How can communication unlock trust?
We invited our associate leadership consultant, Kay Galpin, to share her thoughts on the role of trust and communication in leadership. In this introduction, the first of three blogs, Kay explores what we really mean by trust.
A brief scan of today’s headlines brings the theme of trust to mind again and again: from Trump to Brexit to Grenfell.
Trust has been described as the glue that drives 21st century life (Covey and Merrill, 2006) and in the era of increased technology and unprecedented accessibility of information, it is difficult to know in what and in whom to trust.
A culture of trust has been found to align staff with organisational purpose by an increased 70%, to create 70% more staff engagement, 74% less stress and 40% less burnout
And this isn’t a one off. A recent review of 112 independent research studies by De Jong, Dirks and Gillespie in 2016 finds that trust benefits both performance delivery and individual well-being – encompassing aspects of innovation, creativity, problem-solving, risk-taking and information exchange.
But what exactly is trust? Its absence is always keenly felt, but how to put your finger on it? I’m going to offer you three brief perspectives.
At an individual level its been described as the willingness to make oneself vulnerable to another, relying on another’s intention to act in one’s best interest (Mayer, Davis and Schoorman, 1995).
The decision to trust has also been described as both reliance-based (i.e. would you depend on this person?) and disclosure-based (i.e. would you disclose to this person?)(Gillespie, 2003).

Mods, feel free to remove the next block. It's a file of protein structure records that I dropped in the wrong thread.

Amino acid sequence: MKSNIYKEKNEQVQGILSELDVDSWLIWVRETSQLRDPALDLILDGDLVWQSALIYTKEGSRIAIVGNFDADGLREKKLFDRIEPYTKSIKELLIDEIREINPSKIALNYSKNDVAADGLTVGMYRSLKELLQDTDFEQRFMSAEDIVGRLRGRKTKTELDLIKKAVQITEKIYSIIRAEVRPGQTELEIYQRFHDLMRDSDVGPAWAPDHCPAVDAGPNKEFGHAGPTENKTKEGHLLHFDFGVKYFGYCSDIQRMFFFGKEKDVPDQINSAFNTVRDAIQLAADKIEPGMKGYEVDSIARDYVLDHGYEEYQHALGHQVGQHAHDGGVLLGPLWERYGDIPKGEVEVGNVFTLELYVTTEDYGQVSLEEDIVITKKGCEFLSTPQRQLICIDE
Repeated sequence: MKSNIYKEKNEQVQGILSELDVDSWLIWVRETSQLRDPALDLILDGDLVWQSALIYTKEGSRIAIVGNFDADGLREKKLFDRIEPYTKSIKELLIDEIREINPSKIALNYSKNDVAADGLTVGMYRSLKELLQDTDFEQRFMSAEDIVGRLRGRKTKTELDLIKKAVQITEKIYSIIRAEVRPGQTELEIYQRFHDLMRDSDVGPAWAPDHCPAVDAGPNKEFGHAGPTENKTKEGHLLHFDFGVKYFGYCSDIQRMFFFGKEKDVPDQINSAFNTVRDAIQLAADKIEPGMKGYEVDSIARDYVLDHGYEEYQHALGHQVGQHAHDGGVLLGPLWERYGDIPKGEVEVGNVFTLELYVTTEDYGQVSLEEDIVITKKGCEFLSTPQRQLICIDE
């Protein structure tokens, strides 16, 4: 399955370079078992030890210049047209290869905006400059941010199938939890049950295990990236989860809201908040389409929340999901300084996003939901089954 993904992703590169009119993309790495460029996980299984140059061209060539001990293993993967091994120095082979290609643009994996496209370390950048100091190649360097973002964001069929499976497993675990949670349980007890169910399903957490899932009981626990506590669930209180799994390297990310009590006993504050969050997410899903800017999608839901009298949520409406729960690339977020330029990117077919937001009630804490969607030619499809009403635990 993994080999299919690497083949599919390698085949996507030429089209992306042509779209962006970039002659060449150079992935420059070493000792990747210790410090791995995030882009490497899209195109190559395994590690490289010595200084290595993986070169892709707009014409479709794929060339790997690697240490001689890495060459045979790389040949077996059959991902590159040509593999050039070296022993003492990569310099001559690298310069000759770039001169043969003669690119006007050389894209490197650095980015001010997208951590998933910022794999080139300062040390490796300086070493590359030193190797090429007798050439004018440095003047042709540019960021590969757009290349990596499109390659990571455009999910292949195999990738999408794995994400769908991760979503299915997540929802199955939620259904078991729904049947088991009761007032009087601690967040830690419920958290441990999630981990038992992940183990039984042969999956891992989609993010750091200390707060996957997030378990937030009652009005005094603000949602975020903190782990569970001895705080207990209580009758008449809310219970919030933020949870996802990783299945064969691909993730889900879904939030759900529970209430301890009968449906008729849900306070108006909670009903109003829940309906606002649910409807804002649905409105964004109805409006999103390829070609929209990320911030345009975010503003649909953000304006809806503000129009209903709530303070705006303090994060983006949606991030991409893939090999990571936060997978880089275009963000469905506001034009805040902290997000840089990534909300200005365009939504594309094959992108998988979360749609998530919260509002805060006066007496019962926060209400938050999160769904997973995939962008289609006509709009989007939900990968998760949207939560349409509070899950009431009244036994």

And finally, thinking about the trust cues you might use, they could be based on information or evidence, or more emotional or “gut feeling” (McAllister,1995).
Over the next few weeks I will be exploring how organisations can build trust and how teams can build trust – starting, next week, with the five ways in which leaders can build trust through communication.
Kay worked as an HR business partner for 20 years in the charity and private sectors before completing a masters degree in occupational psychology last year. She is currently exploring how telling and disrupting team and individual stories can impact on team factors such as engagement, trust, emotion and identity to support organisational change. She is working as a freelance writer, researcher and consultant.
Covey, S.R. and Merrill, R. R. (2006) The Speed of Trust: The One thing that Changes Everything. New York. Simon and Schuster.
De Jong, B.A., Dirks, K.T. and Gillespie N. (2016) Trust and Team Performance: A Meta-Analysis of Main Effects, Moderators, and Covariates. Journal of Applied Psychology, Vol. 101, No. 8, 1134–1150 http://dx.doi.org/10.1037/apl0000110.
Gillespie, N. (2003). Measuring trust in work relationships: The Behavioral Trust Inventory. In Proceedings of the Academy of Management Conference. Seattle, WA.
Mayer, R.C., Davis. J.H. and Schoorman, F.C. (1995) An Integrative Model of Organisational Trust. Academy of Management Review. Vol 20. No 3. pp 709 – 734.
McAllister, D. (1995) Affect- and cognition-based trust as foundations for interpersonal cooperation in organization. Academy of Management Journal. Vol. 38, No. 1, 24-59.
Zak, P.L. (2017) The Neuroscience of Trust Harvard Business Review Jan – Feb 2017.